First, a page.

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Even then, there is no guarantee that a major biotechnology economy will develop.
It is extremely unlikely that Arizona can afford to commit to such a long-term investment.
"In the wonderful world of economic development, $300 million is a lot of money," Cortright says. "In the world of biotechnology, it really isn't that much."
Crow is quite aware of the pitfalls of diving headlong into biotechnology without a well-thought-out plan.
"If you wanted to pound me and say, You're a Johnny-come-lately coming into the game, everybody is doing biotech. How are you going to beat these guys?' I would say, You know what? You're right.' But that's not the angle we are taking.
"The angle we are taking is biodesign."
Led by the AZ Biodesign Institute, Crow says ASU will undertake work unlike any other university in the country -- or, for that matter, in the world.
The AZ Biodesign Institute is being directed by world-renowned pharmaceutical scientist George Poste, who brings immediate clout to ASU's research efforts.
As the former president of research and development for the drug manufacturer SmithKline Beecham, Poste was associated with 29 drug and vaccine registrations in the U.S. and internationally. A naturalized U.S. citizen, Poste was awarded the rank of Commander of the British Empire by Queen Elizabeth in 1999 for his work in biotechnology.
Poste retired from SmithKline in 1999 and settled in Scottsdale where he served as chief executive officer of Health Technology Networks, a consulting group specializing in the impact of genetics, computing and other advanced technologies on health care.
Poste was part of Arizona's successful effort last year to attract the International Genomics Consortium to downtown Phoenix. Crow began discussions with Poste soon after becoming ASU president.
"This guy is an unbelievable genius," Crow says of Poste.
And, indeed, Poste's ASU appointment has triggered a resounding round of accolades.
"He will initiate a creative and ambitious strategy that will set the AZ Biodesign Institute on a trajectory for international prominence," says Stephen Benkovic, a prominent chemistry professor at Pennsylvania State University.
"There are only a few people in the world who have the background in bioscience and genomic research that George has, and who have taken vaccines and pharmaceuticals into the marketplace," says Jeffrey Trent, founder of Translational Genomics Research Institute in Phoenix. "He will help ASU and Arizona take a major leap forward."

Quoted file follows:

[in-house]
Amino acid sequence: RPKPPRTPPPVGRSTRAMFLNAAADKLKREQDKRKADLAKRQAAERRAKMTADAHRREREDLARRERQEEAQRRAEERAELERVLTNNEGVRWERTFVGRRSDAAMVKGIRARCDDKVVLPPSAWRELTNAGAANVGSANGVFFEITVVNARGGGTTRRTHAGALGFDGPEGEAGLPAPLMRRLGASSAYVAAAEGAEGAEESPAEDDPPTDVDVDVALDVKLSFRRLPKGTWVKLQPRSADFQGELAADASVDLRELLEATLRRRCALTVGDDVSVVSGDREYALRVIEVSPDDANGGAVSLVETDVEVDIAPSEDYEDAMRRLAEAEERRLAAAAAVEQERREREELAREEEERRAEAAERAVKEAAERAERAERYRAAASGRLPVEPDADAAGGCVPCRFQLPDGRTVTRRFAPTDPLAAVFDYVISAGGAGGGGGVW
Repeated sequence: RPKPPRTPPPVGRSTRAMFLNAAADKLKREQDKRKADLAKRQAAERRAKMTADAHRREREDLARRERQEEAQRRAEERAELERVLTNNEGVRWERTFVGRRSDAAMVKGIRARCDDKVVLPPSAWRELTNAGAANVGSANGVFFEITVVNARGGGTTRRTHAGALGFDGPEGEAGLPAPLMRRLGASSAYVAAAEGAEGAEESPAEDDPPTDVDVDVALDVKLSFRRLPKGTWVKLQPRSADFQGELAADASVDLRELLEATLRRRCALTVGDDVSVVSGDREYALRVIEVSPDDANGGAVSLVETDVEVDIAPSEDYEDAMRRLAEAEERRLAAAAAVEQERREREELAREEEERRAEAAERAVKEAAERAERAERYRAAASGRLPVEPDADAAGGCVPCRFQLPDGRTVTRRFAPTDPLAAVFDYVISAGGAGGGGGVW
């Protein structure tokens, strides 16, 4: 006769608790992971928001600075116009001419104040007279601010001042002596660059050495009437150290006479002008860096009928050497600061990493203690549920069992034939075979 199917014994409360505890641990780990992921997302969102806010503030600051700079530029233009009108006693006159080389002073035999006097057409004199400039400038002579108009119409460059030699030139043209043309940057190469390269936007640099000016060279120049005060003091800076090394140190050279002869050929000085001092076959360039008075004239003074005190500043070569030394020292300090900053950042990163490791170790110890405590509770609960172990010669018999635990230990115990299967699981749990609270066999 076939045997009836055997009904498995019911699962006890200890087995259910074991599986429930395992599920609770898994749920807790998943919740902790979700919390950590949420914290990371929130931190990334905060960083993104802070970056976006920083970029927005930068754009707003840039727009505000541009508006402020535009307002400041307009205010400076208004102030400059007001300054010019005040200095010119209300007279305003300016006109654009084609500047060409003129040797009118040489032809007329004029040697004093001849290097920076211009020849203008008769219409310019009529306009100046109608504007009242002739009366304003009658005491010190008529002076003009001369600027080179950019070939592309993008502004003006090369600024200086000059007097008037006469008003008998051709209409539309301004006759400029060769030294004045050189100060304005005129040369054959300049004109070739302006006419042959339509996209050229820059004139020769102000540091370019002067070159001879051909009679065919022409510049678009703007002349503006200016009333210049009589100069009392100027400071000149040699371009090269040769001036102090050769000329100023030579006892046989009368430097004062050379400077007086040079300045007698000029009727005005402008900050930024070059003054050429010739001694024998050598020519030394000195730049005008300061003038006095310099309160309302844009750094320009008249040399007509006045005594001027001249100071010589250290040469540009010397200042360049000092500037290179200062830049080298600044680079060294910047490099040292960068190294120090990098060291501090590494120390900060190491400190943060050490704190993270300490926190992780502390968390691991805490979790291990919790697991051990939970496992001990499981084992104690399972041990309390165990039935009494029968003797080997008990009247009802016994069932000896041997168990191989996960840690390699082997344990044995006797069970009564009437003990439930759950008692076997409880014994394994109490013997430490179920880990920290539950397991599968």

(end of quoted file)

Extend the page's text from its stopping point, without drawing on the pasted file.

The Biodesign Institute's mission is broad and bold: "Our intention is to build the science and engineering capacity to design new machines, plants, systems, material and molecules to enhance the general quality of life," Crow states.
The institute initially will be funded by tapping $30 million over the next five years from Proposition 301 money, a voter-approved initiative that earmarks a percentage of the state sales tax to university programs. Federal grants and corporate sponsorships are expected to bring another $70 million into the institute during the first few years.
Like Crow, Poste is also connected to the highest levels of the country's national security structure.
Poste is a member of the U.S. Defense Science Board and is chairman of the Pentagon's task force on bioterrorism. He's considered one of the top experts in the world on biothreats and the spread of infectious diseases.
Poste, who will be paid $300,000 annually, is expected to immediately attract a cadre of premier researchers to AZ Biodesign Institute, along with their federal grants.
The fledgling institute will be housed in a new $69 million, 170,000-square-foot research laboratory under construction on the east side of ASU's Tempe campus.
Like Crow, Poste also has Grand Canyon-size ideas and goals. He's urged creation of a new life-sciences defense industry to counter what he believes is an increasingly growing threat from bioterrorists. ASU's Biodesign Institute appears poised to be on the leading edge as this industry emerges.
In interviews with trade journals, Poste paints a stark picture of the dangers inherent in biotechnology and the need to immediately bolster security in America's research laboratories.
Basic biomedical research under way in top private and public laboratories could prove useful for insidious weapons development, Poste told New York writer Laurie Garrett in a December 2000 interview.
For example, Poste told Garrett that "gene therapy's goal is creation of stealth viral vectors that can introduce a gene, bypassing immune system recognition. What a perfect biological weapon!"
The bottom line, Poste said in the interview, is the so-called "dual use dilemma": Every breakthrough in biomedical research also has the potential of destroying significant segments of humanity.
Crow says ASU is preparing to handle the moral, ethical and security issues that come with ASU's entry into the world of biodesign.
"We have to be very careful of unintended consequences," he says.
Crow's curriculum vitae runs 12 pages and includes detailed references to 56 professional presentations, 34 articles in various journals and three books. It notes that Crow graduated from Iowa State University in 1977 with a degree in political science and environmental studies.
It states that Crow obtained his doctorate in public administration from the Maxwell School at Syracuse University in 1985. It provides summaries of all his teaching, research and administrative positions held at Iowa State, University of Kentucky and for the 11 years at Columbia University that preceded his appointment as president of ASU.
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